This paper studies the equilibrium determination of the number of political jurisdictions […] . We focus on the trade off between the benefits of large jurisdictions in terms of economies of scale and the costs of heterogeneity of large and diverse populations.

The model they use is grievously unrealistic, but it’s a question I’d long been idly interested in.

Fifty-eight percent of those who think climate change is happening support a carbon tax, while 62 percent of those who do not accept that climate change is taking place oppose a carbon tax.

Support for a carbon tax is generally higher once told how the funds would be used.

Provides some extra context on Gas taxes for thee, but not for me.

Any time we charge a positive price for anything, the cost of paying that price is a higher burden on the poor than it is on the rich. It takes a special combination of myopia and tunnel vision to look at the prospect of congestion pricing anything other than a minor blip on a system of transportation finance that is systematically unfair to the poor and those who don’t own (or can’t afford) car.

Good rebuttal to a common objection to Pigouvian taxes as discussed here.

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• ## Priority decisions

Explanations and interactive tools demonstrating maximin, maximax and leximin decision rules.

##### Contents

Last time, we introduced the basic setup of decision theory and examined the dominance decision rule. We also emphasized that the dominance decision rule is “weak” because it applies in very general settings with limited information to go on.

This time, we’ll look at other decision rules that apply in that very general setting. They’re still decisions under ignorance—no probabilities associated with states of the world—and outcomes are still measured only on an ordinal scale.

### Maximin

The first such decision rule is maximin.

#### Prose

Maximin suggests that in any decision scenario, we look to the worst outcome that may come to pass under each plan of action. We should then pick the action which has the best such outcome. That is, we pick the action with the best worst case—maximize our minimum.

#### Example

You have the choice of two alternative routes to work. In good conditions, the first route takes 10 minutes and the second route 5 minutes. But the second route is prone to traffic and on bad days takes 20 minutes while the first route still takes 10 minutes.

With a scenario like this, the maximin rule demands that you take the first route since its worst case is only 10 minutes while the second route’s worst case is 20 minutes.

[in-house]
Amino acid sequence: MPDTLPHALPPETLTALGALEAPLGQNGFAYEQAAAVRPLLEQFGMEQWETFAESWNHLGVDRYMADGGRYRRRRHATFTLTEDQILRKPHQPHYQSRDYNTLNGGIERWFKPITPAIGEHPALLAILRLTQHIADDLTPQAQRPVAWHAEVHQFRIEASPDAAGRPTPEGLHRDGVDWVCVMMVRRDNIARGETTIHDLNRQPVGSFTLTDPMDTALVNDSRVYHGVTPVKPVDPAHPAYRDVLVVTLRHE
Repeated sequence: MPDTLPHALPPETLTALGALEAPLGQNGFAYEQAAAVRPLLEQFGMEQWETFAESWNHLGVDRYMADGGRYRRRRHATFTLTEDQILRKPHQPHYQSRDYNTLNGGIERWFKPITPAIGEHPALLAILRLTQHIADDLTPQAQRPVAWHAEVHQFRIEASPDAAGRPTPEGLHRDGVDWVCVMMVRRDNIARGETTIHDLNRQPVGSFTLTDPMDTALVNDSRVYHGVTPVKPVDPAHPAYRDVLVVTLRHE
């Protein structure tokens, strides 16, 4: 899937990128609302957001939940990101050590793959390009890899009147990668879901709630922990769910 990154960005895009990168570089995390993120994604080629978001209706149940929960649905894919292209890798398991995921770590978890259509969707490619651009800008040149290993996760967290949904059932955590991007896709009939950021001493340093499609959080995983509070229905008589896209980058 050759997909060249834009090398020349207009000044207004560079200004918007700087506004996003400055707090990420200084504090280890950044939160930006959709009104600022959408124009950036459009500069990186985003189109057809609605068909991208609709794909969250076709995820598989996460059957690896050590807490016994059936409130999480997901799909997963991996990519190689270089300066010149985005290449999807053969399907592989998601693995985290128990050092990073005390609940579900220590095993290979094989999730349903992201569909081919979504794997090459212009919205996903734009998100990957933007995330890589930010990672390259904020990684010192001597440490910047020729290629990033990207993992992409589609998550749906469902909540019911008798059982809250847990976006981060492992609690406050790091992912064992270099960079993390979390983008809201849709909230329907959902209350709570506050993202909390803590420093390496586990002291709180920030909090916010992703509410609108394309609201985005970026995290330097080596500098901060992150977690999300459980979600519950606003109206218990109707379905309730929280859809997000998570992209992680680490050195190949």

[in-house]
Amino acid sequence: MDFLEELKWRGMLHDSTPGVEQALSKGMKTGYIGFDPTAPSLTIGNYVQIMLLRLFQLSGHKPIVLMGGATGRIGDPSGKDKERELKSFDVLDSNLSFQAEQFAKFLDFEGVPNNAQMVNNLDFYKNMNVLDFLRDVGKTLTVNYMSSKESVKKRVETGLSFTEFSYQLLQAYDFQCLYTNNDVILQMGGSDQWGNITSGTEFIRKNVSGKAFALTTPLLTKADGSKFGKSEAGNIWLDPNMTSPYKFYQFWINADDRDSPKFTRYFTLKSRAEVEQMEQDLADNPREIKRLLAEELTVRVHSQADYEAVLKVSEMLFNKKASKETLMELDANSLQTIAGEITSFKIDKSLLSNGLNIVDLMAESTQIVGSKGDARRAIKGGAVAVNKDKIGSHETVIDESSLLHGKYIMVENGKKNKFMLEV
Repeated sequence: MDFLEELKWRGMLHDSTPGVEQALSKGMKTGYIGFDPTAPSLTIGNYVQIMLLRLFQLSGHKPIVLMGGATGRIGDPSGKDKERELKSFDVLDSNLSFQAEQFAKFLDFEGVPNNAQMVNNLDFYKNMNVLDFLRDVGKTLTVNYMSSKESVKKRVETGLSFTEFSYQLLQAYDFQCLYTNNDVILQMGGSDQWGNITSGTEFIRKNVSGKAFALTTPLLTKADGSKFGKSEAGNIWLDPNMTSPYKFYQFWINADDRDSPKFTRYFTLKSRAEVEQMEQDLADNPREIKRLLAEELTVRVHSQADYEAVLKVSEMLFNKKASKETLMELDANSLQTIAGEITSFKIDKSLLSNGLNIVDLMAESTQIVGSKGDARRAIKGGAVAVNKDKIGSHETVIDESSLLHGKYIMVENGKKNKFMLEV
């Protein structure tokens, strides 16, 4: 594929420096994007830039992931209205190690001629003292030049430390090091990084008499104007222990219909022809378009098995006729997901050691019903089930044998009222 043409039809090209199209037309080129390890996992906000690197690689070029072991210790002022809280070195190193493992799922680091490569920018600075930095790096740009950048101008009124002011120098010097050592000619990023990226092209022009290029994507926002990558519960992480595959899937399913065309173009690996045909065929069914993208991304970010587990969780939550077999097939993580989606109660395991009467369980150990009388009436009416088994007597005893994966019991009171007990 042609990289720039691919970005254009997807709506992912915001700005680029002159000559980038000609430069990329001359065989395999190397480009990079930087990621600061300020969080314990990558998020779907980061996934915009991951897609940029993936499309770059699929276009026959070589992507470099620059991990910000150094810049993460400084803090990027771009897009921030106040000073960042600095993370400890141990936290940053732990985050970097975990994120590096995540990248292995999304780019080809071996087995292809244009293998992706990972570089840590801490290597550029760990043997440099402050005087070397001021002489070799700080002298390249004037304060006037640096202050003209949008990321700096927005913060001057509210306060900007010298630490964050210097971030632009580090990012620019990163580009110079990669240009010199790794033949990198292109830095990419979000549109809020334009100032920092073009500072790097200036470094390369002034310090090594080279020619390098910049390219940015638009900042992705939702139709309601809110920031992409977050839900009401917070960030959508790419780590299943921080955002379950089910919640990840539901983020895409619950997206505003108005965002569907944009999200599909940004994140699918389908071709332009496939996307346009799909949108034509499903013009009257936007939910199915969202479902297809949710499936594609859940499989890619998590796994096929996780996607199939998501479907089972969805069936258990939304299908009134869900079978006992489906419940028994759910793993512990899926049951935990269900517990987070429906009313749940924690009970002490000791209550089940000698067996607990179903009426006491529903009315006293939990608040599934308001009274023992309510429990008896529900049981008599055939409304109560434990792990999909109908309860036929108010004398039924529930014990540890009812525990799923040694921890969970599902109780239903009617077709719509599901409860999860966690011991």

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• ## Dominated decisions

Preliminaries of decision theory and a basic interactive tool demonstrating the dominance decision rule.

### Decision matrices

(Peterson 2017) points out that we can represent decisions with decision matrices. For example, when considering the purchase of home insurance, we have:

Each row (after the first) represents a different action and each column (after the first) represents a different possible state of the world. Their intersections—the four cells that are the combination of an act and a world state—are called outcomes.

### Sets of settings

In decision theory (and social choice theory, game theory, mechanism design, etc.), when presented with a decision, it’s often useful to start by taking stock of what information we have available and what information we would like but don’t have. Depending on the result of this assessment, we will have better or worse strategies available. That is, we’d like to determine the best strategy or solution given the information available. Are there better strategies that we could execute with more information? What is that information? For example, we approach the question of “Should we buy home insurance?” very differently if we know the precise chance of our house catching on fire. Without key information like that, we have to resort to second-best strategies.

The decision matrix we depicted above reflects one of the simplest possible1 settings. In particular, we don’t have any probabilities associated with the different states of the world (“Fire” or “No fire”) which makes it a “decision under ignorance”. Another key limitation is that we don’t have a number representing how good or bad each outcome is—our outcomes have not been assigned cardinal utility. Instead, our outcomes are only on an ordinal scale.

Because this setting is so minimal, it both has wide applicability—it makes very few assumptions that can be contradicted by facts on the ground—and limited insight—the best you can do with minimal information still isn’t very good.

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You’ve probably heard claims about middle class American income stagnating over the past decades and most of the gains in productivity going to the top X%. The following table lists studies that looked at income trends in the US over time. Which of these methods of income analysis sounds like it’s closest to measuring something you’d actually be interested in knowing?